July 21, 2017

DealBook: Shares in Bank of America Fall as Earnings Miss Forecasts

A Bank of America branch in Manhattan.Andrew Gombert/European Pressphoto AgencyA Bank of America branch in Manhattan.

10:22 a.m. | Updated

Bank of America reported first-quarter earnings on Wednesday that fell well short of Wall Street’s expectations but were substantially higher than in the period a year earlier.

The bank made 20 cents a share in the first quarter, compared with 3 cents in the year-ago period. Analysts were expecting a profit of 23 cents a share. Bank of America, the nation’s second-largest lender when measured by assets, had revenue of $23.5 billion in the first quarter.

The company’s shares fell nearly 4 percent in morning trading, to $11.80.

Since the financial crisis, Bank of America’s performance has been hurt by large mortgage-related losses, but in recent months investors have been betting the bank would regain its footing. Its shares have risen nearly 40 percent in the last 12 months. Earlier this year, regulators approved the bank’s plan to buy back stock, a clear sign they felt the lender was on firmer ground.

In a statement, Brian T. Moynihan, Bank of America’s chief executive, said, “Our strategy of connecting our customers to all we can do for them is working.”

The question now is how the latest earnings will affect the recent optimism surrounding the bank, which lends to individuals and companies and has a large Wall Street presence through its Merrill Lynch unit.

Other large banks have reported earnings that exceeded analysts’ estimates this quarter, so Bank of America’s failure to do so may unnerve some investors. The debate will be over whether the bank fell short because of deeper issues that will be hard to resolve, or because of items that will have less of a negative effect as time passes.

Much uncertainty surrounds the cost of litigation relating to bad mortgages. Most of these troubled loans were made by Countrywide Financial, which Bank of America acquired in 2008. Bank of America has settled several big mortgage lawsuits, including one on Wednesday for $500 million, which was led by the Iowa Public Employees’ Retirement System. In the first quarter, Bank of America had litigation expenses of $881 million.

Some analysts wonder whether the bank has set aside enough money to cover future settlements. In particular, they say that litigation expenses could be far higher if a pending settlement with Bank of New York Mellon does not gain court approval.

“We have established significant reserves for settlements with various counterparties, including 22 of the world’s largest investors, Fannie Mae, Freddie Mac and others,” said Jerome F. Dubrowski, a spokesman for Bank of America. “We believe we are appropriately reserved for the exposures we face, and we have provided investors with a range of possible loss estimates that could go beyond those reserves.”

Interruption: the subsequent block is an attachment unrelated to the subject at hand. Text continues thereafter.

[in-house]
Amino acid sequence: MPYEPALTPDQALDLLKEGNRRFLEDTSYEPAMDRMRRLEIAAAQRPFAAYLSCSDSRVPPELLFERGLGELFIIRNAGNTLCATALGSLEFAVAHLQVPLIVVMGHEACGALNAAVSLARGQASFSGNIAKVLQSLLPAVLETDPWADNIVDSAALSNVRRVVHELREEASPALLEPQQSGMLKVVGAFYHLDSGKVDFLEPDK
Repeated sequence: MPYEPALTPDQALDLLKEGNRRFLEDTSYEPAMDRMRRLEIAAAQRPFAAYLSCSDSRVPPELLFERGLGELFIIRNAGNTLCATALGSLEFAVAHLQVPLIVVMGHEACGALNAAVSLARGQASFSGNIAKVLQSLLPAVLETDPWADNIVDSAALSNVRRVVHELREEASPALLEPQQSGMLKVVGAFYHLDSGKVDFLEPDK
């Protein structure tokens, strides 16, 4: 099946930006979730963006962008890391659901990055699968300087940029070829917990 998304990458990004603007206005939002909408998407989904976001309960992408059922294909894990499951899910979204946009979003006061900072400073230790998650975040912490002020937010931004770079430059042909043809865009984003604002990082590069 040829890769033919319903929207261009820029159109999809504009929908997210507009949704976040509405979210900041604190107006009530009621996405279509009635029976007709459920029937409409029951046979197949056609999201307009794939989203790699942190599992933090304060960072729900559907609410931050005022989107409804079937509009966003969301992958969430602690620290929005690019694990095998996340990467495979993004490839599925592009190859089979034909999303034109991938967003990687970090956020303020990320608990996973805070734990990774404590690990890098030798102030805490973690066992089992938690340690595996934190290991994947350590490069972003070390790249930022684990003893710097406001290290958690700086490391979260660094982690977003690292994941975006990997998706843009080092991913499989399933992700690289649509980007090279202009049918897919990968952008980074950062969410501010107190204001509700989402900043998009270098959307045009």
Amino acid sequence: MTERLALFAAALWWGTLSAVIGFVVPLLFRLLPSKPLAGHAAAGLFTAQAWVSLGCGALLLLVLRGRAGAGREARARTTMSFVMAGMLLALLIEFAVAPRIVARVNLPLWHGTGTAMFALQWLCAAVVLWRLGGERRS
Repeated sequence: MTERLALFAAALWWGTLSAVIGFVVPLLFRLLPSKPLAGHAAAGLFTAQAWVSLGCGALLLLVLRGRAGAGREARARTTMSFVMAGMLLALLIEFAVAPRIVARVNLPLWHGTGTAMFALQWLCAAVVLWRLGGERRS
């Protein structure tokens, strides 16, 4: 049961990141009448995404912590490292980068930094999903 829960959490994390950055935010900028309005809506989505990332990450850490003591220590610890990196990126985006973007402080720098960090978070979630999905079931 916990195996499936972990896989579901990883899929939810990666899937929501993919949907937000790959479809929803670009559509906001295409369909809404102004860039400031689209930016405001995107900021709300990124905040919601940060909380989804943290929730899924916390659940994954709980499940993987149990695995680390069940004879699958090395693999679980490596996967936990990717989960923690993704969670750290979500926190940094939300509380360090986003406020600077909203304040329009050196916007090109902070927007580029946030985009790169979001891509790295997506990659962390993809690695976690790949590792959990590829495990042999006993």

The first-quarter results also revealed a mixed performance in Bank of America’s current mortgage business. Initially, the bank did not participate in the mortgage refinancing boom as strongly as rivals like Wells Fargo. But in recent months it has jumped back in.

In the first quarter, Bank of America originated $23.9 billion of mortgages, well up from $15.2 billion a year earlier. But revenue from writing new mortgages actually fell to $815 million from $928 million in the period a year earlier. This shows that profit margins in the new mortgage business have fallen as Bank of America has stepped up activity.

The quarter contained bright spots for shareholders. The bank said it made headway in cutting expenses, something investors are watching closely. As banks struggle to increase revenue, they can improve earnings by reducing costs.

“There were many examples of progress this quarter,” Bruce R. Thompson, Bank of America’s chief financial officer, said in a statement. “We reduced noninterest expense by nearly $1 billion year-over-year.”

In addition, Bank of America set aside significantly less money for its reserve against bad loans, which gave earnings a big boost.

Bank of America’s Wall Street operations were also mixed. Trading revenue was $4.5 billion, excluding accounting adjustments related to the bank’s own debt. The bank reported trading revenue of $5.2 billion in the first quarter of 2012.

Investment banking fees were up, however, and the wealth management unit, which includes the Merrill Lynch brokerage, had a strong quarter. Revenue in the unit rose to $4.4 billion from $4.1 billion in the period a year earlier.

One of the criticisms of banks since the financial crisis is that, as they work through their difficulties, they have failed to lend enough. Bank of America had on its books a smaller amount of loans to individuals in the first quarter. The figure was down to $551 billion from $599 billion. But the bank’s loans to companies rose to $355 billion from $315 billion in the year-earlier period.

While Bank of America’s earnings per share increased a lot when measured using generally accepted accounting principles, it was actually down on a measure that investors often look at. This nonstandard metric excludes arcane accounting charges. Absent those charges in the first quarter of 2012, the bank made 31 cents a share.

This year’s first quarter contained very little effect from such charges, so the 20 cents a share the bank reported Wednesday should be compared with the 31 cents a share from the period a year earlier. In effect, under this approach, Bank of America’s earnings fell by more than a third.

Article source: http://dealbook.nytimes.com/2013/04/17/bank-of-america-earnings-rise-but-fall-short-of-forecasts/?partner=rss&emc=rss

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